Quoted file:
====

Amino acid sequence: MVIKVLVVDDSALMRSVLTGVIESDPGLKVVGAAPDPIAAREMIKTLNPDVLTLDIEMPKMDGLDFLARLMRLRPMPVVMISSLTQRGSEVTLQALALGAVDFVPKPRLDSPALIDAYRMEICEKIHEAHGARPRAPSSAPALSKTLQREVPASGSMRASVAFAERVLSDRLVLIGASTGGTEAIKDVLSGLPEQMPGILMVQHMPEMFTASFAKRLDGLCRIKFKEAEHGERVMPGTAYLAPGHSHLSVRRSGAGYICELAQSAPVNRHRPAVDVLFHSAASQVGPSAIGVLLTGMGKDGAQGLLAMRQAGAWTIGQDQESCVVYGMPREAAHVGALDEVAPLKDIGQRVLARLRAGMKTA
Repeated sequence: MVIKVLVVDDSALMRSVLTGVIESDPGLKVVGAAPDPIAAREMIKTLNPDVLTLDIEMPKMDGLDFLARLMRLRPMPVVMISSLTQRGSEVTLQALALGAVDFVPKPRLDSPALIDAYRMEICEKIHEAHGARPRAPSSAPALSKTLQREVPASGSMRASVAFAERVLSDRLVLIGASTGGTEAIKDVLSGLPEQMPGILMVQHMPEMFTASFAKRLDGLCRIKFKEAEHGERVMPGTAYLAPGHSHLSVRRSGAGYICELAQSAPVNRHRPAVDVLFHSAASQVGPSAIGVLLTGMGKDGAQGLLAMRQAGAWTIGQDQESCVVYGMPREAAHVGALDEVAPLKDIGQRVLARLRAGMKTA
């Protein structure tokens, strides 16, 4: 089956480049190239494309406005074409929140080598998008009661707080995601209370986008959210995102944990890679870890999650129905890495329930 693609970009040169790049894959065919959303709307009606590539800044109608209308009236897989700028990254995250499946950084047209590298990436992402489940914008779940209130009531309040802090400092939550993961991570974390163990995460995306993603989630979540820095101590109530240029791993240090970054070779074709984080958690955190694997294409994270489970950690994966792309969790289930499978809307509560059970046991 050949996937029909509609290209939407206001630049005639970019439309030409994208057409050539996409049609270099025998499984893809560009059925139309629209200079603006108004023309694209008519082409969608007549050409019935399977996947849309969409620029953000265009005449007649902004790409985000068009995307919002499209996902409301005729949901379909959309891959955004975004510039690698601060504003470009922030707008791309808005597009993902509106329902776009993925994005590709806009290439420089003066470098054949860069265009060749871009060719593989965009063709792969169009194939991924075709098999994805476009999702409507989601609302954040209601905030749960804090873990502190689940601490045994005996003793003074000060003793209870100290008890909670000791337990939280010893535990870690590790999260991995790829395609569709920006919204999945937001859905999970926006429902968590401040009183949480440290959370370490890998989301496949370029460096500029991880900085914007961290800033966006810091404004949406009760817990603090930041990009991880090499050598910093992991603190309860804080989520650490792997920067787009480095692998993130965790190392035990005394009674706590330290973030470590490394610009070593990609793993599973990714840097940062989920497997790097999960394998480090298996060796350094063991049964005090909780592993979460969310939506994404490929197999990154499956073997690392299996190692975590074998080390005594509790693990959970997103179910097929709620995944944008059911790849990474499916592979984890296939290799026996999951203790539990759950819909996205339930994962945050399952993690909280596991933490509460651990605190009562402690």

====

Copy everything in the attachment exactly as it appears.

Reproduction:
Amino acid sequence: MVIKVLVVDDSALMRSVLTGVIESDPGLKVVGAAPDPIAAREMIKTLNPDVLTLDIEMPKMDGLDFLARLMRLRPMPVVMISSLTQRGSEVTLQALALGAVDFVPKPRLDSPALIDAYRMEICEKIHEAHGARPRAPSSAPALSKTLQREVPASGSMRASVAFAERVLSDRLVLIGASTGGTEAIKDVLSGLPEQMPGILMVQHMPEMFTASFAKRLDGLCRIKFKEAEHGERVMPGTAYLAPGHSHLSVRRSGAGYICELAQSAPVNRHRPAVDVLFHSAASQVGPSAIGVLLTGMGKDGAQGLLAMRQAGAWTIGQDQESCVVYGMPREAAHVGALDEVAPLKDIGQRVLARLRAGMKTA
Repeated sequence: MVIKVLVVDDSALMRSVLTGVIESDPGLKVVGAAPDPIAAREMIKTLNPDVLTLDIEMPKMDGLDFLARLMRLRPMPVVMISSLTQRGSEVTLQALALGAVDFVPKPRLDSPALIDAYRMEICEKIHEAHGARPRAPSSAPALSKTLQREVPASGSMRASVAFAERVLSDRLVLIGASTGGTEAIKDVLSGLPEQMPGILMVQHMPEMFTASFAKRLDGLCRIKFKEAEHGERVMPGTAYLAPGHSHLSVRRSGAGYICELAQSAPVNRHRPAVDVLFHSAASQVGPSAIGVLLTGMGKDGAQGLLAMRQAGAWTIGQDQESCVVYGMPREAAHVGALDEVAPLKDIGQRVLARLRAGMKTA
């Protein structure tokens, strides 16, 4: 089956480049190239494309406005074409929140080598998008009661707080995601209370986008959210995102944990890679870890999650129905890495329930 693609970009040169790049894959065919959303709307009606590539800044109608209308009236897989700028990254995250499946950084047209590298990436992402489940914008779940209130009531309040802090400092939550993961991570974390163990995460995306993603989630979540820095101590109530240029791993240090970054070779074709984080958690955190694997294409994270489970950690994966792309969790289930499978809307509560059970046991 050949996937029909509609290209939407206001630049005639970019439309030409994208057409050539996409049609270099025998499984893809560009059925139309629209200079603006108004023309694209008519082409969608007549050409019935399977996947849309969409620029953000265009005449007649902004790409985000068009995307919002499209996902409301005729949901379909959309891959955004975004510039690698601060504003470009922030707008791309808005597009993902509106329902776009993925994005590709806009290439420089003066470098054949860069265009060749871009060719593989965009063709792969169009194939991924075709098999994805476009999702409507989601609302954040209601905030749960804090873990502190689940601490045994005996003793003074000060003793209870100290008890909670000791337990939280010893535990870690590790999260991995790829395609569709920006919204999945937001859905999970926006429902968590401040009183949480440290959370370490890998989301496949370029460096500029991880900085914007961290800033966006810091404004949406009760817990603090930041990009991880090499050598910093992991603190309860804080989520650490792997920067787009480095692998993130965790190392035990005394009674706590330290973030470590490394610009070593990609793993599973990714840097940062989920497997790097999960394998480090298996060796350094063991049964005090909780592993979460969310939506994404490929197999990154499956073997690392299996190692975590074998080390005594509790693990959970997103179910097929709620995944944008059911790849990474499916592979984890296939290799026996999951203790539990759950819909996205339930994962945050399952993690909280596991933490509460651990605190009562402690």